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3 things you must acknowledge before you go travelling

May 27, 2014

When preparing for our dream backpacking trip I was painfully organised; I’d spend hours comparing routes and locations, looking up hostels, flicking through Lonely Planet for recommended hot spots and finding out local delicacies so that I could fully prepare myself for foreign foods. I even made The Beard and I get all our injections about five months before our trip to avoid suffering any side affects on our travels. We had First Aid cases full of meds to prevent any illnesses occurring. But in reality you can’t prepare for everything and there are some last minute hitches you just can’t foresee happening. You may plan for an absolutely perfect journey, but I think everyone should acknowledge the following three things before you set off on your backpacking adventure.



It’s Inevitable. Whether your trekking through India, partying through Thailand or biking it through Vietman, at some point during your trip, you will get ill. I didn’t meet one single backpacker that got through their entire tour a complete picture of health. I was ill in Bangkok, then again in Ha Noi and one more time in Hoi An. It is best to avoid tap water and only drink bottled water, however your mind does forget and you order ice in your drinks, or brush your teeth using the taps, so just be careful. Food poisoning could happen too as a lot of the food isnt washed to the standards we are used to, and you can’t always tell, BUT, don’t let this ruin your trip. Don’t be afraid to eat the local food sold on the street, or try that delicious soup served in the shack, unfortunately it’s a risk you have to take. My advice to all is as long as others are eating there and there is a good crowd, it’s normally safe. However, you can’t always know, so at some point your probably going to be sat on a toilet having major food regret. If you do get food poising drink lots of BOTTLED water, or go to a local chemist and they will give you tablets to settle your stomach, most chemists speak English, but in remote places be prepared to do a Bridget Jones and mime your symptoms (I had to do this in China).



There is no point in having a super strict schedule or route. Unless your doing a pre-organised coach trip through a travel agent, I can tell you now, be prepared for changes. Things happen that you can’t foresee. Good and Bad. I had a strict route planned which went out the window by week two when I had a leg injury meaning I had to stay put in one place for much longer than expected. But it’s not all doom and gloom (or injury related), jump forward a few weeks and The Beard and I arrived on the Island of Koh Tao with an intended stay period of three nights! Two weeks later we eventually shipped back to the mainland after an incredible and life changing adventure. Truly Amazing. You will no doubt come across places that you find to be absolute Paradise and can’t bring yourself to leave. This happened a few other times on our trip, including an extended trip to Pai (incredibly beautiful) and an overlong stay in Hoi An (too fun to tear ourselves away from).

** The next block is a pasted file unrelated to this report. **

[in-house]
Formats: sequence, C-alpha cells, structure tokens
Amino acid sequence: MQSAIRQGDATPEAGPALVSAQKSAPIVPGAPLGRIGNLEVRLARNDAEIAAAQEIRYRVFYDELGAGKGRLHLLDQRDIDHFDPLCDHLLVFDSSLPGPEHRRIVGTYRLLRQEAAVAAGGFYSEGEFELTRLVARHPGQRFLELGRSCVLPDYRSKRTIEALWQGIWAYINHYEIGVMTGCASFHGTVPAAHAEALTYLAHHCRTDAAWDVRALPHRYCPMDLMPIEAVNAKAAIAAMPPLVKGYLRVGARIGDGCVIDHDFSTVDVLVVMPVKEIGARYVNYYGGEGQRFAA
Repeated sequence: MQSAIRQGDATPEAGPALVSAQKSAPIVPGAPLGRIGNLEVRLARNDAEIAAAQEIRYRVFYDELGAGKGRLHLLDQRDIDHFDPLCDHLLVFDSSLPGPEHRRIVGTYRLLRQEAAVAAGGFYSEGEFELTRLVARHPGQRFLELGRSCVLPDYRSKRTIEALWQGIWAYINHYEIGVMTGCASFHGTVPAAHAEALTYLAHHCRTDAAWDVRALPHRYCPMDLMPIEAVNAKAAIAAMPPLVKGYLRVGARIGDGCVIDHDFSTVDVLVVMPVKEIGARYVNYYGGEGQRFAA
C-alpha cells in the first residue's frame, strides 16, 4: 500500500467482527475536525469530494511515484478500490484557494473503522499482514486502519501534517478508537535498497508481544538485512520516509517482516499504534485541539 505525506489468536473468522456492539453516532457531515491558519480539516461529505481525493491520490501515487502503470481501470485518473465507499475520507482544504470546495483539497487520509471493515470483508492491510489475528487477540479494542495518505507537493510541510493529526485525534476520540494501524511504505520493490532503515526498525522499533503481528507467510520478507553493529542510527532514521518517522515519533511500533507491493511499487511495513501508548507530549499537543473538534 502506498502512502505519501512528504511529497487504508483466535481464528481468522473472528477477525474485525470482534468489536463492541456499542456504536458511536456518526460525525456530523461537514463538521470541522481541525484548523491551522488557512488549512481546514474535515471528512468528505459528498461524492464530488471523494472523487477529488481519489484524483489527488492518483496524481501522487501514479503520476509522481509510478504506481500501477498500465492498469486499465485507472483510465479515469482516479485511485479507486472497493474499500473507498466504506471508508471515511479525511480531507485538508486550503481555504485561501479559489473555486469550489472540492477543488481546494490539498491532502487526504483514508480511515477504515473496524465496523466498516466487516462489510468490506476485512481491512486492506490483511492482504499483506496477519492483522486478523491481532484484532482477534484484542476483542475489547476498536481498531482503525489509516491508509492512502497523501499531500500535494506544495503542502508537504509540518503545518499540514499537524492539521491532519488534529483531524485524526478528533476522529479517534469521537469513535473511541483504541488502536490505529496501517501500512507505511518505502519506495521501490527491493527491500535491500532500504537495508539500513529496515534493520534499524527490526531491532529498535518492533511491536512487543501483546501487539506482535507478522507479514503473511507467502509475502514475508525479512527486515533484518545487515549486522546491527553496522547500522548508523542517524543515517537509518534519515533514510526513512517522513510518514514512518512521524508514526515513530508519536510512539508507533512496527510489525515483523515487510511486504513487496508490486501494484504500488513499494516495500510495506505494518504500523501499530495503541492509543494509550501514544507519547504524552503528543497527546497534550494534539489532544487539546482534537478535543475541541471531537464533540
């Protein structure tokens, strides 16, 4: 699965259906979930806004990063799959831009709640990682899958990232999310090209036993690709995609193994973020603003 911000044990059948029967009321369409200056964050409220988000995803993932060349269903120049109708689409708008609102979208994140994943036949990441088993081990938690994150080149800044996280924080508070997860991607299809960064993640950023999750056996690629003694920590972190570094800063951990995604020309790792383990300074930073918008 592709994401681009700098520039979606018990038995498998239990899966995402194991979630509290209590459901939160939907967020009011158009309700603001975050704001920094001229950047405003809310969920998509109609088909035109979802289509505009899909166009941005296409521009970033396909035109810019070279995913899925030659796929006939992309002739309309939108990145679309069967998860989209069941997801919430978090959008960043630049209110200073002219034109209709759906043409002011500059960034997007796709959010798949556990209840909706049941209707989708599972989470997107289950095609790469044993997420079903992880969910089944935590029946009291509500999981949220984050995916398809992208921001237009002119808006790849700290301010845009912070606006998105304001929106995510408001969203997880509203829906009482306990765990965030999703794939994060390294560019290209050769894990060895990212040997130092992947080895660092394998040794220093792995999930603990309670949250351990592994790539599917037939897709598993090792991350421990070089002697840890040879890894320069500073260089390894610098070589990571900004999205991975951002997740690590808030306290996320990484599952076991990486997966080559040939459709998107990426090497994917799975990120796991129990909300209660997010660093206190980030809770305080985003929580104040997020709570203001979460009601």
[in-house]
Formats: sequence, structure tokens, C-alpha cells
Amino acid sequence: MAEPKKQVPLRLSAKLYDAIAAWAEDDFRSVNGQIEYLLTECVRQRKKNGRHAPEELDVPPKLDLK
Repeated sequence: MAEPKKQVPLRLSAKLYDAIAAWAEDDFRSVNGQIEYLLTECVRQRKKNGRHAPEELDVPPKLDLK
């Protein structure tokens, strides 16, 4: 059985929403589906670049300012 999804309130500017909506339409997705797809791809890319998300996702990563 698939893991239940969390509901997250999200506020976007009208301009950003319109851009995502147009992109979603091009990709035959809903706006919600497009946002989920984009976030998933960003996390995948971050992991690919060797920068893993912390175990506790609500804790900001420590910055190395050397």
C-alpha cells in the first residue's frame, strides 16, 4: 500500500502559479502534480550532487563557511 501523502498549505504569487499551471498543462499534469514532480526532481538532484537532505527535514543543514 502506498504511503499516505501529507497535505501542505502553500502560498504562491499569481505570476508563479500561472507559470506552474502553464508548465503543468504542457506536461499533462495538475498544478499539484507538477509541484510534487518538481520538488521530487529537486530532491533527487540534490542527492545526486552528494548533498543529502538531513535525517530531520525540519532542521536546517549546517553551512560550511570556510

Unless your going to be boring and only eat packaged foods for fear of food poisoning (but as I said earlier, I advise taking risks, nine out of ten times they pay off) you will no doubt eat things that you have no idea what they are. Whilst munching on cockroaches and baked spider legs is adventurous – and yet somewhat sickening – it probably won’t be the most shocking thing you will eat on your travels. Remember the horse meat scandal back in January 2013? That’s just an everyday normality in some countries, order one thing, eat another. I found that in China a lot of the menus had pictures of the food with completely random English words next to them. On my Birthday we found a nice quiet and small restaurant in Beijing for a spot of birthday lunch. I was craving some sort of duck dish, I pointed to the one I wanted but the waitress shook her head, I took this to mean they weren’t serving it. No bother, I just pointed to another picture that had the word duck next to it. What I was served was a huge chunk of meat, on a huge bone, it was a dark red colour, and I needed plastic gloves to pick it up and eat it. This was definitely not duck. It was also not pork, beef or lamb. We came to the conclusion that I was eating either dog or donkey. Shock Horror. As disturbing as this was at first, being in a new country and culture, that’s what it’s all about, trying out another’s way of life. I finished off the meal, and honestly, it ended up being one of the tastiest meals of my entire trip *hangs head in shame*

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